These biases create a potential for unscrupulous manipulation of smart farming databases. For example, governments may bias large agriculture systems “to maximize inexpensive food supplies from rural agriculture to urban infrastructure, where the majority of elected officials’ constituents reside” (Lin et al., 2017, p. 2). Blockchain technology, on the other hand, distributes database management among multiple actors, thus reducing the likelihood of any system-wide data manipulation (Lin et al., 2017). Therefore, the application of blockchain allows addressing data safety concerns inevitably involved in smart farming.

Yet one should also be aware of another advantage of blockchain technology in smart farming: using it fosters a network of co-dependent actors that functions democratically. As mentioned above, centralized ways of storing and sharing data, such as centralized and stringently regulated networks or even, to some degree, cloud computing enable the manipulation of data (Lin et al., 2017, p. 2).

By eliminating this potential, the networks created through the use of blockchain technology – as opposed to those with central authority governing information sharing and distribution – contributes to community building. Blockchain empowers the users to regulate the information themselves instead of putting their trust in centralized authority, and, as a result, one cannot deny its “contribution to digital democratization” (Lin et al., 2017, p. 9).

More importantly, still, the users themselves recognize this advantage and stress that creating an international community of farmers is an essential outcome of smart farming. One of the farmers interviewed by Carolan (2018) emphasized that sharing information was “about building social networks, building communities” (p. 754). Blockchain technology allows building these communities democratically, which is yet another positive influence on farming.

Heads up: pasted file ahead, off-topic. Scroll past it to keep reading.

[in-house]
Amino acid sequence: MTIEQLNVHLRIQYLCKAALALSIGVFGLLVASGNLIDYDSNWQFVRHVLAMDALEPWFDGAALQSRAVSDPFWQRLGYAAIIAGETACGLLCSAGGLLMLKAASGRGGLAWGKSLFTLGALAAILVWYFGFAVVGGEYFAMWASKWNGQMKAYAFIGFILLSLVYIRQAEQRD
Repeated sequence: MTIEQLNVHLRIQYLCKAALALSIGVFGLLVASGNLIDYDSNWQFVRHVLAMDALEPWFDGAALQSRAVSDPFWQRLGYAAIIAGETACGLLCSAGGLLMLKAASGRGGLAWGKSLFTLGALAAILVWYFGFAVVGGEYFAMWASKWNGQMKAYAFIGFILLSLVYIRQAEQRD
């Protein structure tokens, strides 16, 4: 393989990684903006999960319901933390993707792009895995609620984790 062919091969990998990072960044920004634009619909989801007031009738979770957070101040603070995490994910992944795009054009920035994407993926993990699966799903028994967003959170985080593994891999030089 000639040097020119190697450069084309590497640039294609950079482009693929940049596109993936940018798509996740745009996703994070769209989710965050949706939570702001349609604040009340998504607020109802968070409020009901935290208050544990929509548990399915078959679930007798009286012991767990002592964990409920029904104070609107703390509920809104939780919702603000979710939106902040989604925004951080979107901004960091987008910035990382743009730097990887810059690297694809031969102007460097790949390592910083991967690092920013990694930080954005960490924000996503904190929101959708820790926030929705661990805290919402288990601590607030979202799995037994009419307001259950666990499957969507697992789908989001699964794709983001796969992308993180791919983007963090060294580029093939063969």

Future Scope

As a rapidly developing field that answers the essential challenges of its time, smart farming has highly promising perspectives, and one of them lies in the increased robotization of agriculture. Among other robots, UAVs demonstrate the potential to generate the highest income due to their effectiveness in solving their tasks. Employing the UAVs enables the farmers to use their fields with higher efficiency for a better overall outcome.

For instance, it helps in delineating management zones with different soil characteristics, which, in turn, allows decreasing the plowing depth by changing plowing techniques correspondingly (Tripicchio et al., 2015). This is only one example of how increased robotization may make farming more productive and sustainable at the same time – and, considering this, robotization is a priority for smart farming in the foreseeable future.

Another aspect of smart farming, which is of even greater importance for the future as it promises potentially immense advantages, is ensuring interoperability between different devices and machinery used. As of now, there are ready solutions for smart farming that – thanks to the IoT – use information sharing between different devices in real-time (Jayaraman et al. 2016), However, these solutions “can only utilize a small number of specific IoT devices” and also usually demand those to come from a specific producer (Jayaraman et al. 2016, p. 2).